Art Schoolin’ Extravaganza!!
This week’s show is an f-ing masterpiece, miss this one at your peril.
This week we talk to in turn professors: James Elkins, Sarah Krepp (organizer of the New InSight exhibition), and Lane Relyea about the future of art education, art students, and the future of the art business among many other topics!
Mike and Richard have dueling reviews of Frank Miller’s 300!
BUT FIRST: In the expanded intro; There is a lot of talk about what Scott Speh can do with his opinion of how we do things.
As a BONUS this week we have for direct download…
Our Art School Confidential…
Meg Onli – bfa 2008, Jerome Acks – mfa 2008, Carrie Schneider – mfa 2007, Tim Ridlen – bfa 2007, and Duncan MacKenzie – mfa 2002 sit down to talk a little about why art school and how they see their futures.
Also please be sure to check out the follow video. Duncan can’t stop talking about it:
This weekâ€™s show is top notch, grade A stuff, Jack, and you sure donâ€™t want to miss it. Art, religion, smurfs, Dungeons and Dragons, Duncan rattling on like an old man about how kids today just donâ€™t understand punk rock, AND the show closes with Richardâ€™s favorite music cue in the entire run of the program, a little pop diddy on Marx and Mao. A show with something for everyone.
Duncan and Terri talk to James Elkins and David Morgan about the forthcoming roundtableâ€¦
On April 17, SAIC professor and critic James Elkins reignites the discussion with the
provocative Re-Enchantment Roundtable. The roundtable and associated events gather
together secular and religious thinkers who rarely share discourse: artists, scholars and
art criticsâ€”and religionists interested in art. Panelists will include Thierry de Duve,
Gregg Bordowitz, David Morgan, Kajri Jain, Tomoko Masuzawa, and Wendy Doniger.
The day long discussion is intended to span the full diversity of opinions, from those
who think contemporary art is already â€œreligious,â€ to those who believe art should have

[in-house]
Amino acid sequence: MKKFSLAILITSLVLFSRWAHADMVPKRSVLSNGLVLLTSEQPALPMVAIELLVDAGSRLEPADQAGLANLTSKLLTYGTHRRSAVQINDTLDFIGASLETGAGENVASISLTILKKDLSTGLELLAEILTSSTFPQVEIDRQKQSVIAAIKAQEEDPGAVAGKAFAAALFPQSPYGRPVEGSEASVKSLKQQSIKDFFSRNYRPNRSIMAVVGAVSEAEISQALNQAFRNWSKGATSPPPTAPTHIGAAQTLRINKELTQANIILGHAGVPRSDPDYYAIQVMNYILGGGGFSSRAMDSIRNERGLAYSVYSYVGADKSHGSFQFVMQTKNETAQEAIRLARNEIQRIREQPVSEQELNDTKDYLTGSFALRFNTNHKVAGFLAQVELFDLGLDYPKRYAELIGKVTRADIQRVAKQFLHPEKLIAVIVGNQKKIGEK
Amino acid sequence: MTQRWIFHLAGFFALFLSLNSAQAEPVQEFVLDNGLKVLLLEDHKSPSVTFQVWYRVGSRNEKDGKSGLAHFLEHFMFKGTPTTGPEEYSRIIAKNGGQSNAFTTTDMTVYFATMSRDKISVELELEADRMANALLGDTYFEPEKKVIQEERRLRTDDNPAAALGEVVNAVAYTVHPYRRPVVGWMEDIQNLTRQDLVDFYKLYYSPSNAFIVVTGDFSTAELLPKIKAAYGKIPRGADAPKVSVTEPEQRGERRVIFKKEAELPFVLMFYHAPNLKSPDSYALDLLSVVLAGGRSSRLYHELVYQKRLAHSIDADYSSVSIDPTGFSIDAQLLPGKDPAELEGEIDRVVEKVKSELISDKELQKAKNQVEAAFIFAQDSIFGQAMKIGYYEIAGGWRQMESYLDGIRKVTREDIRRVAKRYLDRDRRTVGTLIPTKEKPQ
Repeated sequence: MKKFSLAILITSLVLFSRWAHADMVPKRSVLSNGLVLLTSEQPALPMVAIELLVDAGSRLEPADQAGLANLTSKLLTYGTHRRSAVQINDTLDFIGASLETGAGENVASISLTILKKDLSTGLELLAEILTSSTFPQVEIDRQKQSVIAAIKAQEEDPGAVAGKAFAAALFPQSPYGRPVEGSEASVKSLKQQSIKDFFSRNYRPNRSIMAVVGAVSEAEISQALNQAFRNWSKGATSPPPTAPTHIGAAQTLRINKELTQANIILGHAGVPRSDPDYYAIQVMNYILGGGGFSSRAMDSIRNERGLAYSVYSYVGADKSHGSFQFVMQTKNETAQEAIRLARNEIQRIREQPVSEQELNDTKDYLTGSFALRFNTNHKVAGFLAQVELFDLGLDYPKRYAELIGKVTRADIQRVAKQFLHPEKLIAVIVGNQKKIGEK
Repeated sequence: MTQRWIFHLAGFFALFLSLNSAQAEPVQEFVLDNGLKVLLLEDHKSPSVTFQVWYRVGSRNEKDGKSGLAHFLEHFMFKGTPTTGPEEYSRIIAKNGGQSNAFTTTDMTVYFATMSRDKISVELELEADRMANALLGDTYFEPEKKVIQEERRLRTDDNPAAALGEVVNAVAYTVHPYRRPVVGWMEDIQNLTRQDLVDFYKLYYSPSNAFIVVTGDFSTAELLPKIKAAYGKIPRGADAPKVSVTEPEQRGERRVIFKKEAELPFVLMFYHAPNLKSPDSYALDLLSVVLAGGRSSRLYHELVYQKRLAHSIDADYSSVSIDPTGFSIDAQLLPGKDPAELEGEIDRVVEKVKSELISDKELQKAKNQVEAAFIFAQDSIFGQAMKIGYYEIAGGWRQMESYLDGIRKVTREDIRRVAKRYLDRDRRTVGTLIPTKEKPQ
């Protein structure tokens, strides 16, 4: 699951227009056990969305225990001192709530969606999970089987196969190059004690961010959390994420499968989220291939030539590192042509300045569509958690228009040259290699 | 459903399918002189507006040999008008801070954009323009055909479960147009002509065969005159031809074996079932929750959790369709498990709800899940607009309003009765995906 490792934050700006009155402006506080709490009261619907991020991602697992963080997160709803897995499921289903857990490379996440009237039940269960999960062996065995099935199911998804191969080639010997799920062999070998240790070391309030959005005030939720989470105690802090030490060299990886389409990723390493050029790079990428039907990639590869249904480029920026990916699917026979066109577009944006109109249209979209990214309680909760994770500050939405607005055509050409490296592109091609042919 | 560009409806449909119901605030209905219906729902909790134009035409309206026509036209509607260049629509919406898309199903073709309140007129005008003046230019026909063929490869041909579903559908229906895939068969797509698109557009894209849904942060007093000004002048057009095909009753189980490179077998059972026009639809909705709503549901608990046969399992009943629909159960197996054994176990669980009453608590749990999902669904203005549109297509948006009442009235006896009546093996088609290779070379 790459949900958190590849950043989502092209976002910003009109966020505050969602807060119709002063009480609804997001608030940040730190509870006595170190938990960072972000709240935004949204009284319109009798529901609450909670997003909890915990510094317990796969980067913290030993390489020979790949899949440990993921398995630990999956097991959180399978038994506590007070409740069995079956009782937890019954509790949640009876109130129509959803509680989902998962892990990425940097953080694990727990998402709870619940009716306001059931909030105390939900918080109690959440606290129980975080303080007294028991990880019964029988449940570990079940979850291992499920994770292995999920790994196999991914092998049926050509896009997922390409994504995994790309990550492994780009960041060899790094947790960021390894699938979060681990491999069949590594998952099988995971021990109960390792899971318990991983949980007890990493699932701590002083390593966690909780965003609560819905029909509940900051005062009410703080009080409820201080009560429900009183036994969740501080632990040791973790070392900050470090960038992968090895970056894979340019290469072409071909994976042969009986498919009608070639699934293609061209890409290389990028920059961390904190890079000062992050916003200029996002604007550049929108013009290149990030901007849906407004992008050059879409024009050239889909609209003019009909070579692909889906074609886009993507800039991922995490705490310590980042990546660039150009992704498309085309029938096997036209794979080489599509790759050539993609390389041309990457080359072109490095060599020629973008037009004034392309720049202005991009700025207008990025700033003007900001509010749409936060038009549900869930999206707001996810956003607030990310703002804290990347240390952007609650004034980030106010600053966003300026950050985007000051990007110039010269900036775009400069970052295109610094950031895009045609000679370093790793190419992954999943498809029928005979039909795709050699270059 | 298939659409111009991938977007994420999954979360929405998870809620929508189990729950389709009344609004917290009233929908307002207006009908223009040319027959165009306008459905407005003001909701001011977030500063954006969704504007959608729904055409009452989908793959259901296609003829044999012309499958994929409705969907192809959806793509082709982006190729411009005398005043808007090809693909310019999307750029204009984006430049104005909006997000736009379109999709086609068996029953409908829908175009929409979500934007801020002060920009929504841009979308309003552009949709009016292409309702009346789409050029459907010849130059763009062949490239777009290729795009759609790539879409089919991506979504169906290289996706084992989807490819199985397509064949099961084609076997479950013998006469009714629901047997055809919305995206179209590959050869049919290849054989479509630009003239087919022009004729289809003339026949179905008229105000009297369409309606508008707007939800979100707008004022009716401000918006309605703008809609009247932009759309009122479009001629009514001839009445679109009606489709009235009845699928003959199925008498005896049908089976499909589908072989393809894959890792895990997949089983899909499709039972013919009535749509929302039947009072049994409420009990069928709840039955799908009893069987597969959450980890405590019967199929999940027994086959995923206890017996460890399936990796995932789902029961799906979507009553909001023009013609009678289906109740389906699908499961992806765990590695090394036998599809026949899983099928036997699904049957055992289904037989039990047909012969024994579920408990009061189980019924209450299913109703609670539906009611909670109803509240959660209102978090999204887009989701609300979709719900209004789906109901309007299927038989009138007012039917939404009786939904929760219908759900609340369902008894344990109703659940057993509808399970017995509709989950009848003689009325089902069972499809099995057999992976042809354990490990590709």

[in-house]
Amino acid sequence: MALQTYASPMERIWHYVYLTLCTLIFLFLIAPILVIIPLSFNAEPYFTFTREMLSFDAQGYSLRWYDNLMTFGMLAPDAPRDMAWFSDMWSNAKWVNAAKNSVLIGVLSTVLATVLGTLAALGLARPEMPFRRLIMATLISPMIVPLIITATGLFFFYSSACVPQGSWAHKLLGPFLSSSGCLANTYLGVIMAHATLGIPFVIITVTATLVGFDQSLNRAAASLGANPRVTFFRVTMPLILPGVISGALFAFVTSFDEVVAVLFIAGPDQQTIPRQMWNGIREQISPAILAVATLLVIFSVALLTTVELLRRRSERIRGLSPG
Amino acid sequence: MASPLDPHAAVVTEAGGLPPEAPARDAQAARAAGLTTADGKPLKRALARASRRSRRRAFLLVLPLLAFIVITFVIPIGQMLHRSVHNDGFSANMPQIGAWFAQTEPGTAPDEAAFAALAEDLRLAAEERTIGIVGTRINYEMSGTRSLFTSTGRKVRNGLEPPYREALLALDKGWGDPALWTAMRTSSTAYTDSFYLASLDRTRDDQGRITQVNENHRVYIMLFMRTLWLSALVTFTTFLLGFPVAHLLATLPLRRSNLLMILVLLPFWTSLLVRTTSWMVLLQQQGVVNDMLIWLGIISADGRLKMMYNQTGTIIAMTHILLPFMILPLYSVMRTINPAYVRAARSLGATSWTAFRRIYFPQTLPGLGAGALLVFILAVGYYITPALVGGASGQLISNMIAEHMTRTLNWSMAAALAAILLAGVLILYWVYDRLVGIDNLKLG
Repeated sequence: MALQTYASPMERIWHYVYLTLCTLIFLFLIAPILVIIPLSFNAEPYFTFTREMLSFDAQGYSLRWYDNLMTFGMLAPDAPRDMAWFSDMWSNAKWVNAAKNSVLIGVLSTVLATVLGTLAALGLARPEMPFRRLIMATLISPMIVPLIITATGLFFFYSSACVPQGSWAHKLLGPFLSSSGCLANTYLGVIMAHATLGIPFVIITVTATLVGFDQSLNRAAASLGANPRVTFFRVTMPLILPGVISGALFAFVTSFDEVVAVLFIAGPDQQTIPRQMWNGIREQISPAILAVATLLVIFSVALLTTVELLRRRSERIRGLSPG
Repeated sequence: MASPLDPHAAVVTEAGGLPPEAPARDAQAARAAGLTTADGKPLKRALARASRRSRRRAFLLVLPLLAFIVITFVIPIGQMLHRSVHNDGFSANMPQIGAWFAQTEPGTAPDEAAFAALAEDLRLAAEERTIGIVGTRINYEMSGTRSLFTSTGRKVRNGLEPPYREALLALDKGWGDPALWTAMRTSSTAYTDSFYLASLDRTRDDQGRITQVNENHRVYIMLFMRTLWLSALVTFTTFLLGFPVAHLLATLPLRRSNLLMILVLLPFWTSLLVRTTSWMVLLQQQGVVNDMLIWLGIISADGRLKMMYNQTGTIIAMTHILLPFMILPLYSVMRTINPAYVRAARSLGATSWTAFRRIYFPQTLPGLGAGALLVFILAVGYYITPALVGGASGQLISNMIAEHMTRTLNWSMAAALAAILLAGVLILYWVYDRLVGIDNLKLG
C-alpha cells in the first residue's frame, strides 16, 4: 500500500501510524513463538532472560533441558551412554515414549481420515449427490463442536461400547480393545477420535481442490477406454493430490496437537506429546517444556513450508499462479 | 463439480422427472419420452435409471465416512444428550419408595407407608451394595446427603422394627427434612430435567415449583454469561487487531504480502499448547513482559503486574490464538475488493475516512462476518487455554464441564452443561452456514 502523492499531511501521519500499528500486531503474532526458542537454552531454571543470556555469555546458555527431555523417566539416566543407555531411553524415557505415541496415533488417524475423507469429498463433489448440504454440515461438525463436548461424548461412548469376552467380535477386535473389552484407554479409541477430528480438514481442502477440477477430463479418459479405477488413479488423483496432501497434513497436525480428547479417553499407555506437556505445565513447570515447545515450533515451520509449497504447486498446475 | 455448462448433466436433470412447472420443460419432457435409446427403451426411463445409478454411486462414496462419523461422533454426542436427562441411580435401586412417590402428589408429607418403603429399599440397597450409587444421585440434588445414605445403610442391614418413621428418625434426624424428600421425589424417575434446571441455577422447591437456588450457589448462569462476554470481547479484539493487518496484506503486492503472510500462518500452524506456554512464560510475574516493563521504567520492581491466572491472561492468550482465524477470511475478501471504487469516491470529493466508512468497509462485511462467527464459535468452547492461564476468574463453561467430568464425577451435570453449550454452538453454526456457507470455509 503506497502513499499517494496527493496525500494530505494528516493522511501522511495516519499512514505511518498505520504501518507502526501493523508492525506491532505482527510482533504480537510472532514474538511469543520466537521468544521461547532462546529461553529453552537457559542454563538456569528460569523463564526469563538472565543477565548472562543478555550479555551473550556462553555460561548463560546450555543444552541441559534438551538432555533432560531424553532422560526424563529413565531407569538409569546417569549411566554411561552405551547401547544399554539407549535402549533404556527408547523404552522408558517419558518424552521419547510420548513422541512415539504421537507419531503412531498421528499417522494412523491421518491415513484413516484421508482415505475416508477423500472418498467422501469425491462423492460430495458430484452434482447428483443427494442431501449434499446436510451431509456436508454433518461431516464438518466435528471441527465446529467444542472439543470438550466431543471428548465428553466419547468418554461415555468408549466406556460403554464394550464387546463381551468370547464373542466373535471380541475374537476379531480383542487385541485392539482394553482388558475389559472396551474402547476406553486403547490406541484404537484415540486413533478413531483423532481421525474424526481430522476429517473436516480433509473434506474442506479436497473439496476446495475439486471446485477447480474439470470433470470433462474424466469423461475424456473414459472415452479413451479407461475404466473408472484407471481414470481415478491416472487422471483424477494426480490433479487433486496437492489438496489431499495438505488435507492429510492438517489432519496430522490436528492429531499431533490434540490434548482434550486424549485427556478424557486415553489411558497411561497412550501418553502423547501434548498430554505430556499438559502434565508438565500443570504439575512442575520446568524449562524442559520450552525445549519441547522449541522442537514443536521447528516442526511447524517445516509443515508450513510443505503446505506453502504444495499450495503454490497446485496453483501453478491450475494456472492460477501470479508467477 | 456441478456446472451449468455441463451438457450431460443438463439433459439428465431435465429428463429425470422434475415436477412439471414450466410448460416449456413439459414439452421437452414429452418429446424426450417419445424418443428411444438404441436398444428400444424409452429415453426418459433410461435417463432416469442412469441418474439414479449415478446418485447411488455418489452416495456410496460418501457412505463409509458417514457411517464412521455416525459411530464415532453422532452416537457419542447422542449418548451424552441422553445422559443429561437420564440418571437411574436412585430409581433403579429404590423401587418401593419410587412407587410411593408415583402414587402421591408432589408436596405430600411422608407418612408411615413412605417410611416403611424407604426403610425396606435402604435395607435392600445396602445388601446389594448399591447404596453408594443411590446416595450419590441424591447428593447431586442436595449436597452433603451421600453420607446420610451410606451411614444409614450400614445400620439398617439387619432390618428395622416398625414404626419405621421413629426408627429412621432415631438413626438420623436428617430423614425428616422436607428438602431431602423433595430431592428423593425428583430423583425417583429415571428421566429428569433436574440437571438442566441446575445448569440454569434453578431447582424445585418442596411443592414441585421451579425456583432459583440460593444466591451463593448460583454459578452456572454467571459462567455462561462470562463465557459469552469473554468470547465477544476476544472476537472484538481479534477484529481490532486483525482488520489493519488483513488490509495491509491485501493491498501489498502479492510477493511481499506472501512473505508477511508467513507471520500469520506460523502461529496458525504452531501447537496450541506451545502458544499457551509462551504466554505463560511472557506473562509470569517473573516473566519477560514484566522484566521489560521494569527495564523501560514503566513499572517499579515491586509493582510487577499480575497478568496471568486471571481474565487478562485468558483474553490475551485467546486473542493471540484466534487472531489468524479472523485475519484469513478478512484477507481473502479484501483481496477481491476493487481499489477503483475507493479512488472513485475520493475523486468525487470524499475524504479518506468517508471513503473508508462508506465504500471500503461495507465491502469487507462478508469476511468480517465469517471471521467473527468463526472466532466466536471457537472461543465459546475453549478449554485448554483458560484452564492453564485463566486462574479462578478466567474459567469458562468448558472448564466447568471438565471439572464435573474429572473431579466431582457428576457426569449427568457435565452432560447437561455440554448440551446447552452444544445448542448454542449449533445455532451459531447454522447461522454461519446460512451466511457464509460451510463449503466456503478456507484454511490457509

nothing to do with religious faith.
Duncan and Edmar discuss the Lumpen Juggernautâ€™s new building project and HQ, the Version festival, art madness on the river and Half-Elves that are chaotic good.
This week Brian and Marc talk to Mary Leigh Cherry is co-owner of Cherry and Martin gallery in Los Angeles and works with the Artist Pension Trust.
Nathan Rogers-Madsen reviews PS-1!
Richard ends the show with a plea and a funny song.
This week Duncan and Richard talk to David Robbins.
David Robbins has had 30 solo exhibitions of his work internationally and has recently been included in exhibitions at the Museum of Modern Art, New York, the Museum of Contemporary Art, Chicago, and the Centre Georges Pompidou, Paris, France. He has published four books, including a novella, The Ice Cream Social (1998), and his essays and satires have been published in Artforum, Parkett, Art Issues, and numerous other magazines and catalogs. He received his degree in American Studies from Brown University. He currently lives in Milwaukee.
His forthcoming book on concrete comedy sounds like one of the most interesting things ever and I personally have pre-ordered 400 copies on Amazon.
David Robbin’s most recent book “The Velvet Grind: Selected Essays,
Interviews, Satires (1983-2005)” comprises the last 22 years of his
imaginative and challenging departures from the conventional Art
Book Description (Borrowed from Amazon.com)
Asked to contribute to Artforum’s “Top Ten” column, David Robbins used
one of his entries for “Electricity: That we don’t annually celebrate
Electricity Day is unfathomable.” That sense of whimsy, even amid an
advanced critical sensibility, makes this collection of essays from
the past quarter century a great read. A regular contributor to
magazines such as Real Life (in the 1980s), Purple Prose (in the
1990s), and Artforum, Robbins is one of the first artists and critics
to investigate the art world’s entrance into the culture industry. His
work reflects on the spectacle, the transformation of the position of
the artist in the visual system, and the future role of the spectator
in art. This publication also brings together his key interviews with
Richard Prince, Allan McCollum, and Clegg & Gutman; his writings on
television, Hollywood, and Warhol; and contributions to his “Institute
for Advanced Comedic Behavior.”
March 18, 2007 · Print This Article
This week’s show is a cavalcade of amazing-ness. Duncan and Richard talk to Joseph Ketner II, Chief Curator at the Milwaukee Art Museum where we ask the question “did Francis Bacon simply need a hug?”. Next, there is an excerpt from a lecture by Christopher Kennedy, President, Merchandise Mart Properties, Inc., on the future of the Art Fair here in Chicago which is not to be missed as we move ever closer to the 2007 fair and away from the 2006 debacle. Christian Kuras guest stars in the expanded intro and Amanda is back from her travels to say all sorts of funny and possibly offensive things!
Be sure to buy your Pitchfork Festival tickets! Sonic Youth is performing Daydream Nation in its entirety. Hot damn.
Holy Guacamole the new Chicago Reader art listings (if you can even call them that) suck like space. For shame Reader, for shame. This is one of the biggest slaps to the art community in some time. Rise up!!!
Lastly, PLEASE vote in this week’s poll as we need your input on what might be changes to the format of the show. www.badatsports.com
Planned for next week, artist and author David Robbins!!!